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Publication numberUS1138345 A
Publication typeGrant
Publication dateMay 4, 1915
Filing dateNov 25, 1914
Priority dateNov 25, 1914
Publication numberUS 1138345 A, US 1138345A, US-A-1138345, US1138345 A, US1138345A
InventorsLothar R Zifferer
Original AssigneeLothar R Zifferer
Export CitationBiBTeX, EndNote, RefMan
External Links: USPTO, USPTO Assignment, Espacenet
US 1138345 A
Abstract  available in
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Claims  available in
Description  (OCR text may contain errors)



1,13s,3.45; Patented May 4,1915.

www u LohdrRZff-ergyfp ,Lorimn a. ZIFFERER, or new YORK, N. Y.

EXPANSION -BOLR specification of Letters Patent.

Patented May 4., i915,

Application filed November 25, 1914. Serial No. 873,968.

To all 'a0-fiom t may concern:

Ile' it Vknown that I, Lo'rHAn R. ZIFFERER, a citizen of the United States, residing at New York, in the county of New York andv State of New York, have invented certainv new and useful Improvements in Expansion- Bolts, of which the following is a specification. l

This invention relates to expansion'l bolts formed of a relatively hard .material,-'such as malleable iron, and is concerned with certain exterior and interior features of shield construction.

. My invention has for one of its principal l'objects lthe provision of elements Aupon the shield exterior. so formed, arranged, and

`sented for convenience as formed of two proportioned as to allow an easy insertion ofthe device into jits intendedaperture, to resist withdrawal from the aperture, and

prevent rotary movement within the aperture.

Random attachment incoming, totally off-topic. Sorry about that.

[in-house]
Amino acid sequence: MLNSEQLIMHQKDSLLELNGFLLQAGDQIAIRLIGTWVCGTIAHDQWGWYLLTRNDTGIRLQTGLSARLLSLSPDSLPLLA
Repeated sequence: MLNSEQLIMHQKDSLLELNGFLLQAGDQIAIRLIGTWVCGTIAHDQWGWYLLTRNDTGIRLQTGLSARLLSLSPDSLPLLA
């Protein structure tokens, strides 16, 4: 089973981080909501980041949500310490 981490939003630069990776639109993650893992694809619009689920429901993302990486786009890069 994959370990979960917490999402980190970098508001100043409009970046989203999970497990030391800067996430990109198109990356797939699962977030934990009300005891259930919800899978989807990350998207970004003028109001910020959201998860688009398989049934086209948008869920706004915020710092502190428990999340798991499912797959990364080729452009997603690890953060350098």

. The invention furtheriis concer-ned with.

the mechanical construction and arrangement ofthese exterior elements to the end that the forces of compression exerted upon the shield may best be withstood.

Other objects and uses will also appear from a detaileddescription of the invention as hereinafter set forth.

There are many'materials in which expansion bolts may be anchored. Brick, tile,l concrete, and masonry of all kinds are among the most common. Shields for expansion bolts have heretofore been designed to resist withdrawal from, and rotation within, apertures in materials such as those mentioned.

So far as I am aware, these ends have not been satisfactorily accomplished, due principally, to neglect of factors which are always present.

It is to provide an expansion bolt the structural elements of which are so arranged as to resist movement and pressure of every kind, that the present invention is designed.

In the drawing: lFigure 1 lis a view of an expansion bolt embodying my invention, shown partially inserted within an aperjture; Fig. 2 is a view similar to Fig, 1, .showing the device completely inserted'within an aperture;"Fig. 3 is an endview of a slightly modified lform of device' shown inj serted within an aperture; Fig. 4 is an enlarged transverse section taken on line 4-.4 of Fig. `2.